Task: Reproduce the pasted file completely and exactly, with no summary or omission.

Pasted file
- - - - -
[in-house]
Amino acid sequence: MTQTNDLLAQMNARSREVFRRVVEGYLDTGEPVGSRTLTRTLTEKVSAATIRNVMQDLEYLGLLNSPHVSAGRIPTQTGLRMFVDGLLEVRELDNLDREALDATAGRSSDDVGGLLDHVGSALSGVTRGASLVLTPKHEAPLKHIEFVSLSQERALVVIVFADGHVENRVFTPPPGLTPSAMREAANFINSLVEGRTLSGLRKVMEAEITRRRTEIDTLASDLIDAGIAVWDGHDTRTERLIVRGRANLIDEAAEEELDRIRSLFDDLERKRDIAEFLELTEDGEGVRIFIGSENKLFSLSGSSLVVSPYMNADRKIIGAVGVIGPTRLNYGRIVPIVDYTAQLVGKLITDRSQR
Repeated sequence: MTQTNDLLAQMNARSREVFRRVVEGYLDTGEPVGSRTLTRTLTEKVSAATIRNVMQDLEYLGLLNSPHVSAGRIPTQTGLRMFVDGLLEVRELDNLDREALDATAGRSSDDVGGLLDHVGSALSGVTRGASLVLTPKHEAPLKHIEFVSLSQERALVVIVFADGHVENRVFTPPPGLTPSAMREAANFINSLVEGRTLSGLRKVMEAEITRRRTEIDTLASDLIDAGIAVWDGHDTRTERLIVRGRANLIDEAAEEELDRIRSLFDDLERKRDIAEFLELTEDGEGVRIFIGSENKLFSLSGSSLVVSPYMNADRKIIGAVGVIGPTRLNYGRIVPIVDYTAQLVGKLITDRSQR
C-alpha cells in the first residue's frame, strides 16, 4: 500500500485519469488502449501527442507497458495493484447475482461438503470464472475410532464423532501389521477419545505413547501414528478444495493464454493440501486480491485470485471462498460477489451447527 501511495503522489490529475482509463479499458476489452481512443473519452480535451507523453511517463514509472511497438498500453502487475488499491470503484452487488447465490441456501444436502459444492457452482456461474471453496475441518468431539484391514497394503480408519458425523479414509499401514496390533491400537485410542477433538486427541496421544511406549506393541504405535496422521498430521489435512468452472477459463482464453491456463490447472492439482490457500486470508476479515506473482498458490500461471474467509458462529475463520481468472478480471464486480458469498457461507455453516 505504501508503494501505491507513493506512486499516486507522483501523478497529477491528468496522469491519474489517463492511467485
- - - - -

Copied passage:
[in-house]
Amino acid sequence: MTQTNDLLAQMNARSREVFRRVVEGYLDTGEPVGSRTLTRTLTEKVSAATIRNVMQDLEYLGLLNSPHVSAGRIPTQTGLRMFVDGLLEVRELDNLDREALDATAGRSSDDVGGLLDHVGSALSGVTRGASLVLTPKHEAPLKHIEFVSLSQERALVVIVFADGHVENRVFTPPPGLTPSAMREAANFINSLVEGRTLSGLRKVMEAEITRRRTEIDTLASDLIDAGIAVWDGHDTRTERLIVRGRANLIDEAAEEELDRIRSLFDDLERKRDIAEFLELTEDGEGVRIFIGSENKLFSLSGSSLVVSPYMNADRKIIGAVGVIGPTRLNYGRIVPIVDYTAQLVGKLITDRSQR
Repeated sequence: MTQTNDLLAQMNARSREVFRRVVEGYLDTGEPVGSRTLTRTLTEKVSAATIRNVMQDLEYLGLLNSPHVSAGRIPTQTGLRMFVDGLLEVRELDNLDREALDATAGRSSDDVGGLLDHVGSALSGVTRGASLVLTPKHEAPLKHIEFVSLSQERALVVIVFADGHVENRVFTPPPGLTPSAMREAANFINSLVEGRTLSGLRKVMEAEITRRRTEIDTLASDLIDAGIAVWDGHDTRTERLIVRGRANLIDEAAEEELDRIRSLFDDLERKRDIAEFLELTEDGEGVRIFIGSENKLFSLSGSSLVVSPYMNADRKIIGAVGVIGPTRLNYGRIVPIVDYTAQLVGKLITDRSQR
C-alpha cells in the first residue's frame, strides 16, 4: 500500500485519469488502449501527442507497458495493484447475482461438503470464472475410532464423532501389521477419545505413547501414528478444495493464454493440501486480491485470485471462498460477489451447527 501511495503522489490529475482509463479499458476489452481512443473519452480535451507523453511517463514509472511497438498500453502487475488499491470503484452487488447465490441456501444436502459444492457452482456461474471453496475441518468431539484391514497394503480408519458425523479414509499401514496390533491400537485410542477433538486427541496421544511406549506393541504405535496422521498430521489435512468452472477459463482464453491456463490447472492439482490457500486470508476479515506473482498458490500461471474467509458462529475463520481468472478480471464486480458469498457461507455453516 505504501508503494501505491507513493506512486499516486507522483501523478497529477491528468496522469491519474489517463492511467485